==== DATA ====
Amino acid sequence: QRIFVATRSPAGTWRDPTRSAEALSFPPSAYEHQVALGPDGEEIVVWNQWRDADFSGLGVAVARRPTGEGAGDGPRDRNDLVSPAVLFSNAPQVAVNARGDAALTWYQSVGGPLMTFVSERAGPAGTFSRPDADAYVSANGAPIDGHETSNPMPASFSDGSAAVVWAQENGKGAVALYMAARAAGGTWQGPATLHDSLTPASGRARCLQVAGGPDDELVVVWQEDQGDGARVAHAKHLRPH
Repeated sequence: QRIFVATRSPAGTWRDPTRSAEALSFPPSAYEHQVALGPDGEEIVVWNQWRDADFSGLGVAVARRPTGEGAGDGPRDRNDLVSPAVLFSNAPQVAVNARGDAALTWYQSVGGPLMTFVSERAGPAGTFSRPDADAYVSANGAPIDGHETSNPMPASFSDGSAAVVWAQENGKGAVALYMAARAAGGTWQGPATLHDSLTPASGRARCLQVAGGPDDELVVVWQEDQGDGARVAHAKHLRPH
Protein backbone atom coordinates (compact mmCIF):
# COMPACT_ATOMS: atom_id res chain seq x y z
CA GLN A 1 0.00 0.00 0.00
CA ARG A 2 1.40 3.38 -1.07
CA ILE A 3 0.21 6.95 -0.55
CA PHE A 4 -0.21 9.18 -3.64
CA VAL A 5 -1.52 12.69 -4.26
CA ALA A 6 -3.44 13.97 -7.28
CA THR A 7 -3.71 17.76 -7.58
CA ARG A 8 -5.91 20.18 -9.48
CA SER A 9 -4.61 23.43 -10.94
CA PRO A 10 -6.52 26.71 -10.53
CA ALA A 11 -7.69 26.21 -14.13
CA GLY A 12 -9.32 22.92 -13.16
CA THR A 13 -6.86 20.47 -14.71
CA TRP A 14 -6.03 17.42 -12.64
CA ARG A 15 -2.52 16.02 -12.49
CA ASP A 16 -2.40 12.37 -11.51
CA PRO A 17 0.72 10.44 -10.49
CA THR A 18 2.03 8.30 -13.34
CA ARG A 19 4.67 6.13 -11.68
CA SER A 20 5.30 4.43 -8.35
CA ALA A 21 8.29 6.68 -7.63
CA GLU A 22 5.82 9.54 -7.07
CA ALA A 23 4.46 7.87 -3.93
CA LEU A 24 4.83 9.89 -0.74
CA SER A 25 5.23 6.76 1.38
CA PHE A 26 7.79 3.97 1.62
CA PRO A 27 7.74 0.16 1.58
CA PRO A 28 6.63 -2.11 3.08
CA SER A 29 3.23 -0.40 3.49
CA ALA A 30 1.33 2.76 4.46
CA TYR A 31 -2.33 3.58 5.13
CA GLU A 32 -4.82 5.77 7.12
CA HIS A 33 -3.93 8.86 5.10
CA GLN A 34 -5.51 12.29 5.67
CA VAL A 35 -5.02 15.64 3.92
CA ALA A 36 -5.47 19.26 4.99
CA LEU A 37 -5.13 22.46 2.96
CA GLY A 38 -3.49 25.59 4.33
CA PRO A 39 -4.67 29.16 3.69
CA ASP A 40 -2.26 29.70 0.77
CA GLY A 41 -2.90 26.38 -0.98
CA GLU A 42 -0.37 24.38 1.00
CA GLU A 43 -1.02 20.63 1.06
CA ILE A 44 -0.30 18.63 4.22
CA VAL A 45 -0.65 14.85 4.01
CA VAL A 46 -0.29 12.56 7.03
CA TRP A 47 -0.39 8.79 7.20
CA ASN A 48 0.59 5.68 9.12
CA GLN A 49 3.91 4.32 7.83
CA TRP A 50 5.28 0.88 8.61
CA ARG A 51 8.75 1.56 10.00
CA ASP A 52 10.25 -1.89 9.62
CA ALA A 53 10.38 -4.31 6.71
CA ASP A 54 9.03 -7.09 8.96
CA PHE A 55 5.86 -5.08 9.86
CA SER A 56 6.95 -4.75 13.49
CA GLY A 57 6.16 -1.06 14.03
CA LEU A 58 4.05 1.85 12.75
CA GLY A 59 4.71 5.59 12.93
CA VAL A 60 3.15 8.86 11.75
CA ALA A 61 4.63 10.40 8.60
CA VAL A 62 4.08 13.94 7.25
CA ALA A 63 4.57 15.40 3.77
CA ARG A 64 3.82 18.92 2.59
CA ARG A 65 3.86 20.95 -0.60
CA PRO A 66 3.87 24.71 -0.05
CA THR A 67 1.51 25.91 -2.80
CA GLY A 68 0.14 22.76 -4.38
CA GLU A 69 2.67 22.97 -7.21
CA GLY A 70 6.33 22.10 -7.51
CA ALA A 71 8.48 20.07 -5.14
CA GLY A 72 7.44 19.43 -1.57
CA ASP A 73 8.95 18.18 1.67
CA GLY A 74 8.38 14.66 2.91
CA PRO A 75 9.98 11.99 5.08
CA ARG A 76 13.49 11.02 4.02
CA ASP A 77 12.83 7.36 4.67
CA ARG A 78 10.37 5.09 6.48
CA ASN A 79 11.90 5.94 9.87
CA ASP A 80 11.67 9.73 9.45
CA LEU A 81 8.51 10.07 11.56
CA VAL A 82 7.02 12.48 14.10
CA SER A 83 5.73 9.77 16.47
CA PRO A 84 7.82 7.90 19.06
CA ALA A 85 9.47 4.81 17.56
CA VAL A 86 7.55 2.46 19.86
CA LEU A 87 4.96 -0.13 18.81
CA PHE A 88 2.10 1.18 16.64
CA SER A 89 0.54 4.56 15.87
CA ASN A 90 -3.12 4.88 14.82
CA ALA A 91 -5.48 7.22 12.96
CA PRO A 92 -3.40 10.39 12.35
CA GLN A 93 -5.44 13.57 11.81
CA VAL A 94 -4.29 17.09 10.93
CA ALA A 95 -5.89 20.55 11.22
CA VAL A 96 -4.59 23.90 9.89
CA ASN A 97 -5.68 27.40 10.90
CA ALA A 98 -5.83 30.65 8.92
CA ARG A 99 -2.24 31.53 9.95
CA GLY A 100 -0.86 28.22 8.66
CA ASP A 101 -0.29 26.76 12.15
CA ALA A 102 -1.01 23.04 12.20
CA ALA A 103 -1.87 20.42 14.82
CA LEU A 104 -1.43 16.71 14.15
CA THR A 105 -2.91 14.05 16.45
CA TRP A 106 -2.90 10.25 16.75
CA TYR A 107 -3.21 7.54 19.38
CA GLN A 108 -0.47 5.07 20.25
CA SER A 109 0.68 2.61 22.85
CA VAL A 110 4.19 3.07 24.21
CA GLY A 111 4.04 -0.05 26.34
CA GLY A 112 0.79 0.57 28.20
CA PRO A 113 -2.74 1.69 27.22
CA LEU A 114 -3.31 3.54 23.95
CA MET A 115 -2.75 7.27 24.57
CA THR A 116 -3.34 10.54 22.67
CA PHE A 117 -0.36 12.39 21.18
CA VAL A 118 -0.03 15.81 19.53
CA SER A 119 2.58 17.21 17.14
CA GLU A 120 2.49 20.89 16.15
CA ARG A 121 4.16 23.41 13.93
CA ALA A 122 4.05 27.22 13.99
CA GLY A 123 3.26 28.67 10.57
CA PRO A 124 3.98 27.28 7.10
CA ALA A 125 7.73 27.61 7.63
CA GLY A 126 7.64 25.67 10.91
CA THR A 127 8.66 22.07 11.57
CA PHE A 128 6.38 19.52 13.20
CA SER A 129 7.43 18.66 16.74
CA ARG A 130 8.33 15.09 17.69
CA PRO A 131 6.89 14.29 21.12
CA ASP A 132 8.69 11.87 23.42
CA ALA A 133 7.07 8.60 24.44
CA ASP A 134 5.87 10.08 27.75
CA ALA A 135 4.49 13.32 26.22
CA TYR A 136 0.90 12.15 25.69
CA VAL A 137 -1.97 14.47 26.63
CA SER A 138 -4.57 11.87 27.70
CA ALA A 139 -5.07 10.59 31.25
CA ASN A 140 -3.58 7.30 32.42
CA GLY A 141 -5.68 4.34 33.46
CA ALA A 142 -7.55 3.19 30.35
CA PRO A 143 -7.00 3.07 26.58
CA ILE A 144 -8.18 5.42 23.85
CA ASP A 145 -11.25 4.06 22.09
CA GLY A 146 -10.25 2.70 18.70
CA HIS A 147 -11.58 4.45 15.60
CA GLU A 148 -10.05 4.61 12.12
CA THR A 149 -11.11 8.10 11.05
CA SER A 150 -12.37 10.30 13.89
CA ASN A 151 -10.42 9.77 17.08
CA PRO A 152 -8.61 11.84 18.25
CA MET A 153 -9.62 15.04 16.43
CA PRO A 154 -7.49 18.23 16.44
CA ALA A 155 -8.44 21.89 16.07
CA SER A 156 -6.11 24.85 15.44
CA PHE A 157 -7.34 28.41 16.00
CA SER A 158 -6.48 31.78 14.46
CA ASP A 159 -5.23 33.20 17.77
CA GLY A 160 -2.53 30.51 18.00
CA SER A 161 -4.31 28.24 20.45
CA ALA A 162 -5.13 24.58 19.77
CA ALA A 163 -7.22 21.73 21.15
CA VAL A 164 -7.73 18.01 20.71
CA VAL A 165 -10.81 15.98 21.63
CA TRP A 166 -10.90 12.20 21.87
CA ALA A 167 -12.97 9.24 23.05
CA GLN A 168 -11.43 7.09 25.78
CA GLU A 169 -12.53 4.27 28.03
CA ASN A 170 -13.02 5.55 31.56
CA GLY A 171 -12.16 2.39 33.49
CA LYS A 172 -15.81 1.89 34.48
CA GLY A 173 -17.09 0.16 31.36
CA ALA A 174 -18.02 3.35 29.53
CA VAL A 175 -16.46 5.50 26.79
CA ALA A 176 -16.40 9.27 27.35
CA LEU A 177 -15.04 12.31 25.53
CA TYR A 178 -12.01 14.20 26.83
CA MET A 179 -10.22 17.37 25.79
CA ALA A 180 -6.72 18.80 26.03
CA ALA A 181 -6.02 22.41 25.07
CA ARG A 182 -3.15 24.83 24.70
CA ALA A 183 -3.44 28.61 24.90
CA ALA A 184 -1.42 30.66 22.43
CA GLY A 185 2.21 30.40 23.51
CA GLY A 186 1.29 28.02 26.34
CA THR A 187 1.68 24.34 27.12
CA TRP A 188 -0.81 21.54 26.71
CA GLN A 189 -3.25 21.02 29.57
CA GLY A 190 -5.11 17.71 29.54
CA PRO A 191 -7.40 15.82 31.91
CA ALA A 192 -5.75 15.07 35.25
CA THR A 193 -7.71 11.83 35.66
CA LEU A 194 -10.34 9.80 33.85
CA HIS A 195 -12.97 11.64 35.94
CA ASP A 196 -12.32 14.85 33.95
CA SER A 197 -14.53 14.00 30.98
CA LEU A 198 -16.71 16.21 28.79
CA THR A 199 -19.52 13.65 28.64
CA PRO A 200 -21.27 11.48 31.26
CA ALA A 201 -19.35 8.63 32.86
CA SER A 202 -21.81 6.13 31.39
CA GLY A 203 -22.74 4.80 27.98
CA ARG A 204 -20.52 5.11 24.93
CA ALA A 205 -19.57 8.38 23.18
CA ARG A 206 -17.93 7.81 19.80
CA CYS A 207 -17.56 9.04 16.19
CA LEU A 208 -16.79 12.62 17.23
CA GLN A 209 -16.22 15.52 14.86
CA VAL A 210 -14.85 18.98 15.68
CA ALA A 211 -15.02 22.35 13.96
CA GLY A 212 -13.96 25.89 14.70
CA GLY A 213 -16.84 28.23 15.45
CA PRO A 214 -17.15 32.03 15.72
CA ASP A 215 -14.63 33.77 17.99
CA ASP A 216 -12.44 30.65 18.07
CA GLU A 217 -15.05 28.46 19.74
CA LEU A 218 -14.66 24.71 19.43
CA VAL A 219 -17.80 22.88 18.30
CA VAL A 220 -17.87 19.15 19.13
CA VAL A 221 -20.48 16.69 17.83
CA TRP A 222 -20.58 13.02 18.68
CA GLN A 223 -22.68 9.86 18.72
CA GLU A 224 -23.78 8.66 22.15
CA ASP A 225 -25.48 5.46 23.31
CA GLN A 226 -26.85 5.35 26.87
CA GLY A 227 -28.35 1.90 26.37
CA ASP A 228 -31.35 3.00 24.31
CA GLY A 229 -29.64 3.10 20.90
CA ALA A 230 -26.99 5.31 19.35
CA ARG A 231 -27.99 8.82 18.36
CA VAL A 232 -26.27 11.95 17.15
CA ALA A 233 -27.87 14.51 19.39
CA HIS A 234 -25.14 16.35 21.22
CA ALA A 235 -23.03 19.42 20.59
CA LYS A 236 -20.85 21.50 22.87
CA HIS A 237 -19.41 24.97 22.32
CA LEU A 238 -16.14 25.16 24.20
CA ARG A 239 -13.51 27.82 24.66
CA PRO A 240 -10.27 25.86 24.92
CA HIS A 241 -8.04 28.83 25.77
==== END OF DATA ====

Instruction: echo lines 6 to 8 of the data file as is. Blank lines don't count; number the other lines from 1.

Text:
CA ARG A 2 1.40 3.38 -1.07
CA ILE A 3 0.21 6.95 -0.55
CA PHE A 4 -0.21 9.18 -3.64